No matter our position of assignment, we operate with three intertwined elements – responsibility, authority and latitude. To keep this short and sweet, I’m going to ask you to consider “latitude”.
We understand we have the responsibility to “do the right thing”. We, as commanders, have the authority to “do the right thing.”. Or, as staff officers, we have the obligation to advise the commander about “the right thing.”. That said, we rarely discuss “latitude” and we really should.
Accomplished and seasoned leaders refuse to enter into a debate between the “right thing to do” and the “wrong thing to do”. This kind of discussion serves no purpose other than to reveal weak leaders who remain incapable locking their integrity and selfless service value-based mind-set into the default setting of “do the right thing” and “do it the right way” as well as “do it to standard.”
Leaders don’t debate about “doing the right thing.”
If leaders levels below ours do their jobs well, leaders at our level should be faced with deciding between a “right” course of action and another distinctly different “right” course of action.
Here’s where the real leadership challenge resides – between “right” and “right”.
So how do you choose? How do you decide? How do you exercise your latitude?
Course of Action A (Good for one Soldier, but not the unit): This COA is absolutely correct. It does benefit the Soldier more than the unit, but legally, there’s nothing wrong with it. If we take this decision, we will likely face this situation again six months or a year from now. Then again, this decision may pan out to prove the benefited Soldier will once again be a productive member of the organization (but perhaps there is long track record of performance which doesn’t seem to support that outcome). No matter. Four Soldiers junior to the benefited Soldier will operate a pay-grade above their current level, but will not be promoted during this time.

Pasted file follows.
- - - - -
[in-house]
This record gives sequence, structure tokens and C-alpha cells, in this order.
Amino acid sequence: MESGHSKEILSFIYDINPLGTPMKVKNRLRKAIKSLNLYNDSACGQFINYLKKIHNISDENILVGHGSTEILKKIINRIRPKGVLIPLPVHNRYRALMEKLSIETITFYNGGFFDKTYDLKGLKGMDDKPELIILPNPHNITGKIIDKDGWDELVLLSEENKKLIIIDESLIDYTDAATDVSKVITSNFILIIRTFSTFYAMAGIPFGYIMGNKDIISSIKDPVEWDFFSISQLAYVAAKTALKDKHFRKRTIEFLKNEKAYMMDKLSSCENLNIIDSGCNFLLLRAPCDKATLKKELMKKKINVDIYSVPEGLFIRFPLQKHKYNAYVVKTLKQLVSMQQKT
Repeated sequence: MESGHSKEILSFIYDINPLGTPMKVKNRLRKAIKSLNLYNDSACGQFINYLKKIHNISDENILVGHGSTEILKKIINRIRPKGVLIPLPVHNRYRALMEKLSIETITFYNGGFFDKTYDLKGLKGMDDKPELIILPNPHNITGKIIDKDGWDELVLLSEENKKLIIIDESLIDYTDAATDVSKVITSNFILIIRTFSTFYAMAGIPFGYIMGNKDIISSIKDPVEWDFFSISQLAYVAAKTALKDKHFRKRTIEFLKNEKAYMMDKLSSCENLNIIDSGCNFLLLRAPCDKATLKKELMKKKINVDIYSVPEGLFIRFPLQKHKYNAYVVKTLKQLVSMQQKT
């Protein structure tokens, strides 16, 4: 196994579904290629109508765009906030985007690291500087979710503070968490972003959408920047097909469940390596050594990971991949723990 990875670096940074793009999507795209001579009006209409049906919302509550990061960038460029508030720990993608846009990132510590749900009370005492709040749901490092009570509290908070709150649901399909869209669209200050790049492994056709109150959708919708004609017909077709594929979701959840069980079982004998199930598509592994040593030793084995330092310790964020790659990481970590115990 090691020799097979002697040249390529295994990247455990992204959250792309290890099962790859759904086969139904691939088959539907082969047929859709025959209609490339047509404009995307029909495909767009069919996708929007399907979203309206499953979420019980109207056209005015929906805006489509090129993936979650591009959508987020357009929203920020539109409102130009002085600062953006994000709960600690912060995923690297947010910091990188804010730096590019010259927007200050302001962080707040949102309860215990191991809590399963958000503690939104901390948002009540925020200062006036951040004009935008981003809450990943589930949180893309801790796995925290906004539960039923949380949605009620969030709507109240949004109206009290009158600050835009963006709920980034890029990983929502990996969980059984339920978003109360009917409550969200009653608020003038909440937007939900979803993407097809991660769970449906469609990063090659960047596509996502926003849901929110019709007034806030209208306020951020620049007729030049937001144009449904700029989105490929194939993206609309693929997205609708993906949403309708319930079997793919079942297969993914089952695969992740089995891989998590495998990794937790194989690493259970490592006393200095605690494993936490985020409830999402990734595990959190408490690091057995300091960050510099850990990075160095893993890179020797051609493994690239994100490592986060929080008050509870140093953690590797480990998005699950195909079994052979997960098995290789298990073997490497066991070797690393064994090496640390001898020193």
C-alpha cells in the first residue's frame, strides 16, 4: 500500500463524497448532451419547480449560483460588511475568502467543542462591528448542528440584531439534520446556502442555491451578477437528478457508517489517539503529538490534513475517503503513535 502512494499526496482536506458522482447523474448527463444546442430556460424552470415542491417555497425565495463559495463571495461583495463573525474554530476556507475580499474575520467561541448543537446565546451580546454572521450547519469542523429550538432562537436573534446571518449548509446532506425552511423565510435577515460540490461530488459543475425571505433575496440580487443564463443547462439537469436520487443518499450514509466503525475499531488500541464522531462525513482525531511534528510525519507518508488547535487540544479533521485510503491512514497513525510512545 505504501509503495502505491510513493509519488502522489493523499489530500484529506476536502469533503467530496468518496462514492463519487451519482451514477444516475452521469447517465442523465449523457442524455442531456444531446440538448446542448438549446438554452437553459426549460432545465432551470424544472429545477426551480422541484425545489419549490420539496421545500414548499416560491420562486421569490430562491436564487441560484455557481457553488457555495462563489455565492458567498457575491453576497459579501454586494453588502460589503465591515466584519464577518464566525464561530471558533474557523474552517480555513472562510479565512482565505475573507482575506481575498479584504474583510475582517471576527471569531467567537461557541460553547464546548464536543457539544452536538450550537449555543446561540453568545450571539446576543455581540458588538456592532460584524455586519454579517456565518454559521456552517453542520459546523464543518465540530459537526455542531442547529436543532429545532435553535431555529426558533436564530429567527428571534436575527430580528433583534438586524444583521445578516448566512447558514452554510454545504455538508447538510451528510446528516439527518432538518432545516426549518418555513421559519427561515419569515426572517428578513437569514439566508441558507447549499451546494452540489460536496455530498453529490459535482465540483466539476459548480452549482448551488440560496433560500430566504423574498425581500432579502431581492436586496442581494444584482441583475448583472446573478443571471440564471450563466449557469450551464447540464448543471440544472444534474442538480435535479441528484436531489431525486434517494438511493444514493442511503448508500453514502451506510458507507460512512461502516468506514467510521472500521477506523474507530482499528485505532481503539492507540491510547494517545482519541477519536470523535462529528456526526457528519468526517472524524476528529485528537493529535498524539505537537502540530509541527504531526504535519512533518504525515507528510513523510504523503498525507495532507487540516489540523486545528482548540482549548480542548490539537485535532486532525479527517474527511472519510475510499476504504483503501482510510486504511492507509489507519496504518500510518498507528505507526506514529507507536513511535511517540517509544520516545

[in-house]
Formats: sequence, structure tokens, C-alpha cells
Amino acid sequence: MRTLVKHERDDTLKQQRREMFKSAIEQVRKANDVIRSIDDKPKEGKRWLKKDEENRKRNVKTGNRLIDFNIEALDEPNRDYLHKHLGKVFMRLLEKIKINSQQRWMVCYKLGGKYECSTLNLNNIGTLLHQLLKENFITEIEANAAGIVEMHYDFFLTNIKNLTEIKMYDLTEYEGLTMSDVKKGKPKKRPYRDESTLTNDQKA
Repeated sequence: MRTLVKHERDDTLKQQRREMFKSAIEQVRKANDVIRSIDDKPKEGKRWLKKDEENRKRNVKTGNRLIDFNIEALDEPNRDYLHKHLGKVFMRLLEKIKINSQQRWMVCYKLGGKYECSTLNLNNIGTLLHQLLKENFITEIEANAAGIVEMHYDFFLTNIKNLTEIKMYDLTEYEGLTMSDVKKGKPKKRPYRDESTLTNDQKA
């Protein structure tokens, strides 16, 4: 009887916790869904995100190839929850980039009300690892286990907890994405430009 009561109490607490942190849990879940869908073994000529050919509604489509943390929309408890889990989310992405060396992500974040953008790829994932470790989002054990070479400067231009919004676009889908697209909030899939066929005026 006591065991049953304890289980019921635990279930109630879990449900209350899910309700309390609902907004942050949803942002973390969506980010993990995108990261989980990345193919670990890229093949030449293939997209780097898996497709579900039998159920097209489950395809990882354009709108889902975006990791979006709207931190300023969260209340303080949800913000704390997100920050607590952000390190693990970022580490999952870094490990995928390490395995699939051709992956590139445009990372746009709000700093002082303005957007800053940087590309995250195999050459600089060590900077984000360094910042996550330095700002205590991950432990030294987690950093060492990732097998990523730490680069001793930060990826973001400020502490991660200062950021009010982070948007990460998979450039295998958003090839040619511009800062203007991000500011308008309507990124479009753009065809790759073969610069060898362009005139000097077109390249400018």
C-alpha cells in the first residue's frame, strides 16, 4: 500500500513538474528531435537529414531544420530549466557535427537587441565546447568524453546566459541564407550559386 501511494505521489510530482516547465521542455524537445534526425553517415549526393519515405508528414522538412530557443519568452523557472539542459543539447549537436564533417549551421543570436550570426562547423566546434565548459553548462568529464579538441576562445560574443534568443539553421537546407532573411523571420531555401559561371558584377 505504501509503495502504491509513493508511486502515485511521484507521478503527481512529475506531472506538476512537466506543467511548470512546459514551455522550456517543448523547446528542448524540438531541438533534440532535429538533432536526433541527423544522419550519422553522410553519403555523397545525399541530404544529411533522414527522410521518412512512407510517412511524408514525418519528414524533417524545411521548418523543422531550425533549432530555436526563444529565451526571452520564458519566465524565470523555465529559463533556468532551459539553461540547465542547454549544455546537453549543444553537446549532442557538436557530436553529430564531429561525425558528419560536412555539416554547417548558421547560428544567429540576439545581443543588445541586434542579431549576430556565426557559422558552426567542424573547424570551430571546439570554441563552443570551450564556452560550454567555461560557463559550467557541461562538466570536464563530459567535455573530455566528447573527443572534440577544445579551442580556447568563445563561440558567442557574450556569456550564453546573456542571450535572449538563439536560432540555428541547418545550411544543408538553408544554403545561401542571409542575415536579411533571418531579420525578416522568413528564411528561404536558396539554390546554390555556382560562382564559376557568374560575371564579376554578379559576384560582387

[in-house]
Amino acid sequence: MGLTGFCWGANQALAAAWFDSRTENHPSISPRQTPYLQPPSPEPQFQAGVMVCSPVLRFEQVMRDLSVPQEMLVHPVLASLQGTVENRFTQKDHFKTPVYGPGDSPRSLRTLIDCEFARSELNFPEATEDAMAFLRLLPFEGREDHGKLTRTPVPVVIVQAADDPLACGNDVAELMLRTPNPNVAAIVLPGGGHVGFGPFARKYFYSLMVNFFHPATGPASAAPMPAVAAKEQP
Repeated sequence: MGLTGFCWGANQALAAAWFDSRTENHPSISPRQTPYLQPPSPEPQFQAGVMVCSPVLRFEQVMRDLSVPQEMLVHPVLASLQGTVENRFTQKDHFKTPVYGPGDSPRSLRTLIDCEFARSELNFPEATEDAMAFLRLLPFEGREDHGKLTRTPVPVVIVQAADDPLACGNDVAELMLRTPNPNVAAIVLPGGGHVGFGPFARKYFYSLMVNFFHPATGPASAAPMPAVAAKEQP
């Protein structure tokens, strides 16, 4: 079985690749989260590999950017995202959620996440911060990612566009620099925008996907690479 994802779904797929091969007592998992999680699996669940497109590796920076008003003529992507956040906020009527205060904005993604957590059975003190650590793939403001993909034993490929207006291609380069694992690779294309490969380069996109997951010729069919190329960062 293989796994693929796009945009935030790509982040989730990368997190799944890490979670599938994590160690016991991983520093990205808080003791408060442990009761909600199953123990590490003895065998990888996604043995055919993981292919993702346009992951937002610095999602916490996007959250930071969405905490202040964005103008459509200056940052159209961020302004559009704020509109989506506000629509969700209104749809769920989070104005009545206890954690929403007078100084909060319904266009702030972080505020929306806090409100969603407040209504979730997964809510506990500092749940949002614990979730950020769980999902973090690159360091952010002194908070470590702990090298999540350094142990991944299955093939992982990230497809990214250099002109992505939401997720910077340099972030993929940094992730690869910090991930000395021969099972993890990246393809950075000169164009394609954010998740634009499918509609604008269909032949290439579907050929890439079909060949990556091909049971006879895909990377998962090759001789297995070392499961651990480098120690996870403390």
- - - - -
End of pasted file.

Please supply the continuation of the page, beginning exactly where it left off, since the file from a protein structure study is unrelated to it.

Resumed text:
Course of Action B (Good for the Soldier, good for the unit): This COA is absolutely correct. It does benefit both the Soldier and the unit. Legally, there’s nothing wrong with it. Easy. Right? However, often times this COA may not present itself for a number of reasons. Also, some solid analysis needs to be done to accurately determine positive impact in the way we expect it. We don’t want to falsely rationalize our way into a course of action.
Course of Action C (Good for the unit, seemingly not so good for one Soldier). This COA is absolutely correct. It does benefit the unit more than the Soldier, but legally, there’s nothing wrong with it. This COA allows for increased unit readiness, fairly takes into account the impact to four Soldiers over just one and accounts for respectful treatment of the Soldier impacted.
Which COA should you choose? Which one should you choose if COA B isn’t possible? Why should you chose one COA over another COA. Both or all three are “right”.
How will you choose to exercise latitude in this case?
Be careful. Be deliberate…
Another trait of an accomplished leader is careful, considered consistency. If you set down a path, you’ll only be able to depart from it a few, very justifiable, times before your subordinate and higher-level leaders lose confidence in you. Accomplished leaders know confidence is the coin of the realm when it comes to effective leadership.
Let me know your thoughts.
“Mission first. Soldiers always.”